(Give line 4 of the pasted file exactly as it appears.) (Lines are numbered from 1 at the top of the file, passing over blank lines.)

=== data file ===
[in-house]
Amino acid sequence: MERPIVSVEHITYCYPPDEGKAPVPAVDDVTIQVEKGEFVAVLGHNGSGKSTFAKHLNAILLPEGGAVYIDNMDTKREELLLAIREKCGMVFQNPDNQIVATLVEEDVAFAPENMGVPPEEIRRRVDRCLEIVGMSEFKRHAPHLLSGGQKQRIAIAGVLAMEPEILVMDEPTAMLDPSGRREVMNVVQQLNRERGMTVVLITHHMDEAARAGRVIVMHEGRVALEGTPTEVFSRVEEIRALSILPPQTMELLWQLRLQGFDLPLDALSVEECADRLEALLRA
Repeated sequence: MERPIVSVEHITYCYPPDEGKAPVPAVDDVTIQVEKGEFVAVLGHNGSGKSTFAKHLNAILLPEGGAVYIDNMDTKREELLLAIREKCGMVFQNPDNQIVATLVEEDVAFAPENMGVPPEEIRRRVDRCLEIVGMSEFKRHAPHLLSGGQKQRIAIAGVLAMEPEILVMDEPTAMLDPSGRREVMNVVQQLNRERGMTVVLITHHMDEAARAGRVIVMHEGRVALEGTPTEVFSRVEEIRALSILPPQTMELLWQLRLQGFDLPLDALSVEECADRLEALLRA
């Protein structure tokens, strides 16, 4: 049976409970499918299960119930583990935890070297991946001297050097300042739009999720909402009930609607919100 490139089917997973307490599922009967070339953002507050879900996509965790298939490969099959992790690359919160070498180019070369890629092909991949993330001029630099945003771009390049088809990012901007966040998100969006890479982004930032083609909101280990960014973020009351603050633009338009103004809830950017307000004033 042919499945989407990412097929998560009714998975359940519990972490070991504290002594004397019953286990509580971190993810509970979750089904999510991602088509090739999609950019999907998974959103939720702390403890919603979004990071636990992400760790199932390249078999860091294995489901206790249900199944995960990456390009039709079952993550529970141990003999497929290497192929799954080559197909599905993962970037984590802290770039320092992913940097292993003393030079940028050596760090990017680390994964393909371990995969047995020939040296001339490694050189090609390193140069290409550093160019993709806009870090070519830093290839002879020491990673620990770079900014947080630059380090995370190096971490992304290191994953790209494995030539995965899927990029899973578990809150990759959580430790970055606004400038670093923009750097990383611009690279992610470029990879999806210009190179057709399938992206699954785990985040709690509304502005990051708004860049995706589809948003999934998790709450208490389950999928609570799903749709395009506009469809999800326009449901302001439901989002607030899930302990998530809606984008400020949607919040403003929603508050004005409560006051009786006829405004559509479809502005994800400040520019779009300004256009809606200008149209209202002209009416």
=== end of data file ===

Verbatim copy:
């Protein structure tokens, strides 16, 4: 049976409970499918299960119930583990935890070297991946001297050097300042739009999720909402009930609607919100 490139089917997973307490599922009967070339953002507050879900996509965790298939490969099959992790690359919160070498180019070369890629092909991949993330001029630099945003771009390049088809990012901007966040998100969006890479982004930032083609909101280990960014973020009351603050633009338009103004809830950017307000004033 042919499945989407990412097929998560009714998975359940519990972490070991504290002594004397019953286990509580971190993810509970979750089904999510991602088509090739999609950019999907998974959103939720702390403890919603979004990071636990992400760790199932390249078999860091294995489901206790249900199944995960990456390009039709079952993550529970141990003999497929290497192929799954080559197909599905993962970037984590802290770039320092992913940097292993003393030079940028050596760090990017680390994964393909371990995969047995020939040296001339490694050189090609390193140069290409550093160019993709806009870090070519830093290839002879020491990673620990770079900014947080630059380090995370190096971490992304290191994953790209494995030539995965899927990029899973578990809150990759959580430790970055606004400038670093923009750097990383611009690279992610470029990879999806210009190179057709399938992206699954785990985040709690509304502005990051708004860049995706589809948003999934998790709450208490389950999928609570799903749709395009506009469809999800326009449901302001439901989002607030899930302990998530809606984008400020949607919040403003929603508050004005409560006051009786006829405004559509479809502005994800400040520019779009300004256009809606200008149209209202002209009416």